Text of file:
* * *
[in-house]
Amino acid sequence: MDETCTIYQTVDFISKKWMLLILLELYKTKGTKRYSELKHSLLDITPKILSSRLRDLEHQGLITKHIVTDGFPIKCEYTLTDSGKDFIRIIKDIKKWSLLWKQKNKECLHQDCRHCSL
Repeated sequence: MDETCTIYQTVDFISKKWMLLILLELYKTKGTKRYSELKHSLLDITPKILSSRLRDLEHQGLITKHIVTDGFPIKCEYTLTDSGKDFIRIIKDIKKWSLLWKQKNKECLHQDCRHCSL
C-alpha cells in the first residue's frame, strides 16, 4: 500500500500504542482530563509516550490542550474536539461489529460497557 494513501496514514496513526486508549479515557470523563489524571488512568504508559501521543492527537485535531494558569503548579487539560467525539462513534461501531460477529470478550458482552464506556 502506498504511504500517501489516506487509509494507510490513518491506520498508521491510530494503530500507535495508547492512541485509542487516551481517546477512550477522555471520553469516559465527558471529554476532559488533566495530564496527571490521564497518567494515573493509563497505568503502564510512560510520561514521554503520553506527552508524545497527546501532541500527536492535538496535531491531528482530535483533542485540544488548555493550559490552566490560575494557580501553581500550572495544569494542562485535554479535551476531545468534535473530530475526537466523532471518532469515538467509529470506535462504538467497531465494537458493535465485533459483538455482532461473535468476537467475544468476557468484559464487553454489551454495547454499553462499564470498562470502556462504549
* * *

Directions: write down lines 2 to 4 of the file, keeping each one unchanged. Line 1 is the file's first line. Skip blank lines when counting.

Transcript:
Amino acid sequence: MDETCTIYQTVDFISKKWMLLILLELYKTKGTKRYSELKHSLLDITPKILSSRLRDLEHQGLITKHIVTDGFPIKCEYTLTDSGKDFIRIIKDIKKWSLLWKQKNKECLHQDCRHCSL
Repeated sequence: MDETCTIYQTVDFISKKWMLLILLELYKTKGTKRYSELKHSLLDITPKILSSRLRDLEHQGLITKHIVTDGFPIKCEYTLTDSGKDFIRIIKDIKKWSLLWKQKNKECLHQDCRHCSL
C-alpha cells in the first residue's frame, strides 16, 4: 500500500500504542482530563509516550490542550474536539461489529460497557 494513501496514514496513526486508549479515557470523563489524571488512568504508559501521543492527537485535531494558569503548579487539560467525539462513534461501531460477529470478550458482552464506556 502506498504511504500517501489516506487509509494507510490513518491506520498508521491510530494503530500507535495508547492512541485509542487516551481517546477512550477522555471520553469516559465527558471529554476532559488533566495530564496527571490521564497518567494515573493509563497505568503502564510512560510520561514521554503520553506527552508524545497527546501532541500527536492535538496535531491531528482530535483533542485540544488548555493550559490552566490560575494557580501553581500550572495544569494542562485535554479535551476531545468534535473530530475526537466523532471518532469515538467509529470506535462504538467497531465494537458493535465485533459483538455482532461473535468476537467475544468476557468484559464487553454489551454495547454499553462499564470498562470502556462504549